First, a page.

Norman J. Warren’s Bloody New Year is a strange, often poorly-plotted film about time warps, ghosts, a 1959 New Year’s Eve party, punks, and a group of five friends who strangely stumble into all of these scenarios. Warren – no stranger to directing low budget horror films like Inseminoid and Prey – blends slasher film tropes with supernatural haunted house tales for a movie that, on paper, sounds like an insanely fun time. Unfortunately, an incredibly rocky script from Frazer Pearce and some poor pacing can’t elevate Bloody New Year to so-bad-it’s-good status. Instead, it’s a pretty frustrating watch from start to finish.
At least it opens with an exciting series of bad luck moments for the five characters. Lesley (Suzy Aitchison), Janet (Nikki Brooks), Spud (Daniel James), Rick (Mark Powley), and Carol (Catherine Roman) are headed out for a fun boating excursion, stopping at a local fun fair first and finding themselves the target of three hooligans (Steve Wilsher, Steve Emerson, Julian Ronnie) after the group save Carol from a nauseating game of tilt-a-whirl. They crash through the spookhouse, cause tons of mayhem to the fun fair, and eventually end up sinking their boat on the lake and swimming to a serendipitously close island that features a deserted hotel decorated for Christmas and New Year’s Eve. From there, the fun begins as poltergeist activity, random ghostly maids, and the band Cry No More appear to plague the group.
Pearce’s script has a bunch of ideas going at once, and the beginning of the film barely stops as event after event takes place. This is easily the best part of the movie – the catchy Cry No More soundtrack keeps things light while our rather underdeveloped cast of characters get themselves into all sorts of trouble. Once the kids make it to the Grand Island Hotel, though, the plot stagnates. Warren tries to throw in some loose exposition, like a TV broadcast of scientists announcing a new experimental plane has taken off in 1959, but ultimately Bloody New Year never really cements its storyline until the very end, when Carol and Rick get a full explanation from one of the ghosts: the plane caused a time warp, and now everyone on the island is a ghost or something. None of it makes much sense, especially as inanimate objects begin to come alive and kill everyone.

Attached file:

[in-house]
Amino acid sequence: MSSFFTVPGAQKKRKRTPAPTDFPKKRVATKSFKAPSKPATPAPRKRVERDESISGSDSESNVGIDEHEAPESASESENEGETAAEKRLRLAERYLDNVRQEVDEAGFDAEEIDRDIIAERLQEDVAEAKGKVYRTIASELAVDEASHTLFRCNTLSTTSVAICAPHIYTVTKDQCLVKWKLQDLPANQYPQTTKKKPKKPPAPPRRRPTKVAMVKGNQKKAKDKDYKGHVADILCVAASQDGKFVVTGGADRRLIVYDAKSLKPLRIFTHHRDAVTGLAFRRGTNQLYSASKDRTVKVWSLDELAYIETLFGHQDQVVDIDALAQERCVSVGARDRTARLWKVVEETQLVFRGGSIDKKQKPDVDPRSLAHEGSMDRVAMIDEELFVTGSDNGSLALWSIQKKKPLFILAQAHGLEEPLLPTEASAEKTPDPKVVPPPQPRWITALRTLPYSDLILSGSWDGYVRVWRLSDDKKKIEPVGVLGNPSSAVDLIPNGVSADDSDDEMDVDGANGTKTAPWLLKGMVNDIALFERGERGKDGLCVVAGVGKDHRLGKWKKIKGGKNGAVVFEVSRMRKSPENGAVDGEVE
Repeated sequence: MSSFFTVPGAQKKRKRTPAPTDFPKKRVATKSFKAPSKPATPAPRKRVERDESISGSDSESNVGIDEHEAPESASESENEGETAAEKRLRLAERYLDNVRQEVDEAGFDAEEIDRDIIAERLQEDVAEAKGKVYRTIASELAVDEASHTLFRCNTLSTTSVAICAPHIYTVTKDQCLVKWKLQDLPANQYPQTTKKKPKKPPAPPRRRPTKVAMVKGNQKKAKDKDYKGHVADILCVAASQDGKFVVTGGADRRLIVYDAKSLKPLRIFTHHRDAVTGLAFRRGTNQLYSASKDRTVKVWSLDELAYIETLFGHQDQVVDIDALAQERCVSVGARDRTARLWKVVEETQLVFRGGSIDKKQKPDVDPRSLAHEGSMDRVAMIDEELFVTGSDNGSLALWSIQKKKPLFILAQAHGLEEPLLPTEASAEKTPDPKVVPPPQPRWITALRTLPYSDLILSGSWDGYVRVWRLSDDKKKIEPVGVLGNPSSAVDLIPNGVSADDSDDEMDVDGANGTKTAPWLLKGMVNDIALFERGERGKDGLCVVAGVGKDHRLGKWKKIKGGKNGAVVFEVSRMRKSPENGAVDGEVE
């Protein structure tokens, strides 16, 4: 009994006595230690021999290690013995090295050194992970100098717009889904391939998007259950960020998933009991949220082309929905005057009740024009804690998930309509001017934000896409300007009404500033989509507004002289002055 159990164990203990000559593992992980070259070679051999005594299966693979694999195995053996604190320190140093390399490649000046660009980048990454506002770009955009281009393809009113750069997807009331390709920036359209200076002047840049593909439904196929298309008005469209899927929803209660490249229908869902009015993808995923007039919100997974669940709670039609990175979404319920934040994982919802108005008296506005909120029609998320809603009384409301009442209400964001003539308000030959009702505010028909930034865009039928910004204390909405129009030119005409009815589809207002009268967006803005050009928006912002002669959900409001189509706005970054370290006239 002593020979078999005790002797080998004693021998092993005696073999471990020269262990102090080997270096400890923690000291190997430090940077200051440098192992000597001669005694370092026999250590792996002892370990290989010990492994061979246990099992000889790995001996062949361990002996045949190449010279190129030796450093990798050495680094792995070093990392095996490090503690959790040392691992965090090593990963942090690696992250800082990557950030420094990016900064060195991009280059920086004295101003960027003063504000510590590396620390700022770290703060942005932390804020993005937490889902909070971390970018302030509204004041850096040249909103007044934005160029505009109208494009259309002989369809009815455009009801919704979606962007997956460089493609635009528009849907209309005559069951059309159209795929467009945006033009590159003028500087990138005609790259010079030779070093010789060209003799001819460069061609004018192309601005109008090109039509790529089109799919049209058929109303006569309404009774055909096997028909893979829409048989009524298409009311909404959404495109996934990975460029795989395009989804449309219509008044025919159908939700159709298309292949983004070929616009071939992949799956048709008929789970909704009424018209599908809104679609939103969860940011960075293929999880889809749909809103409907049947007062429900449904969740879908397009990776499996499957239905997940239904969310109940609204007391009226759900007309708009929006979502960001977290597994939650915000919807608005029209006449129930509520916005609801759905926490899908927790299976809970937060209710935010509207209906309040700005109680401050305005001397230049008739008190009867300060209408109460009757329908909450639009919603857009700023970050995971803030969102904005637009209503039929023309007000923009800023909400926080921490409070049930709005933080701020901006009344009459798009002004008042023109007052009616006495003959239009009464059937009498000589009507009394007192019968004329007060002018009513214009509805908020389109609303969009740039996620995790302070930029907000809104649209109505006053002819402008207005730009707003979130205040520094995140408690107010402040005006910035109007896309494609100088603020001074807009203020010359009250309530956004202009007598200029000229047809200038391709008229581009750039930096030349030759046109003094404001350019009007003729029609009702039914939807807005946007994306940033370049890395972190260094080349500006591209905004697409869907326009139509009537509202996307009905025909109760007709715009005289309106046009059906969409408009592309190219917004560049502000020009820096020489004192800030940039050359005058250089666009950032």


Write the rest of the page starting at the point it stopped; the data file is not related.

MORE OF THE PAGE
The pacing is truly the biggest misstep, although Pearce’s excruciating dialogue doesn’t help things either. Bloody New Year has a number of interesting ideas – a guy who pops out of a movie, Evil Dead-esque zombies, the ’50s scientific experiment gone awry – but none of them really come together, and the events are too dispersed to really have much impact on the audience. Unfortunately, Bloody New Year had the potential to be an enjoyable mess, but it misses the mark too often to wholeheartedly recommend it.
Vinegar Syndrome have gone out of their way to provide a new Blu-ray release for the film, though. Before the film begins, a note about the transfer appears: due to the destruction of the original film negative, Vinegar Syndrome was forced to use the only surviving print for this release, and they’ve noted that due to age and storage the quality is less than ideal. There are a number of problems with the picture, including wobble, discoloration and inconsistent color timing, burns, tears, a consistent series of lines throughout, and other grit and debris that occasionally makes its way into the feature. Despite that, though, Vinegar Syndrome has done a remarkable job with this 2k transfer – clarity and detail is still quite good, and they’ve managed to clean up what they could to a high degree. This is also presented in the correct 1.85:1 aspect ratio; a previous release from Redemption had presented it incorrectly. Overall, an impressive transfer from less-than-ideal conditions.
Audio is presented in DTS-HD Master Audio 1.0 and it sounds fine, although there are some areas with notable distortion and muffling. The sound effects and soundtrack do come through nicely, though. English subtitles are also included.
Extras are slim but this does include an audio commentary with director Norman J. Warren, who is very quiet throughout much of it but provides some information about the film amid periods of silence. No trailer included on this disc, nor stills or other standard fare. If you get it from Vinegar Syndrome early enough, this does get a slipcover as well as alternative cover artwork.
Overall, Bloody New Year is really not a great film, but those curious about this supernatural slasher should definitely pick up Vinegar Syndrome’s Blu-ray, since it is probably going to be the best way to watch this film despite some damage.
Bloody New Year has some interesting supernatural slasher elements but its pacing is poor. Vinegar Syndrome has released probably the definitive Blu-ray for this film despite a lack of extras.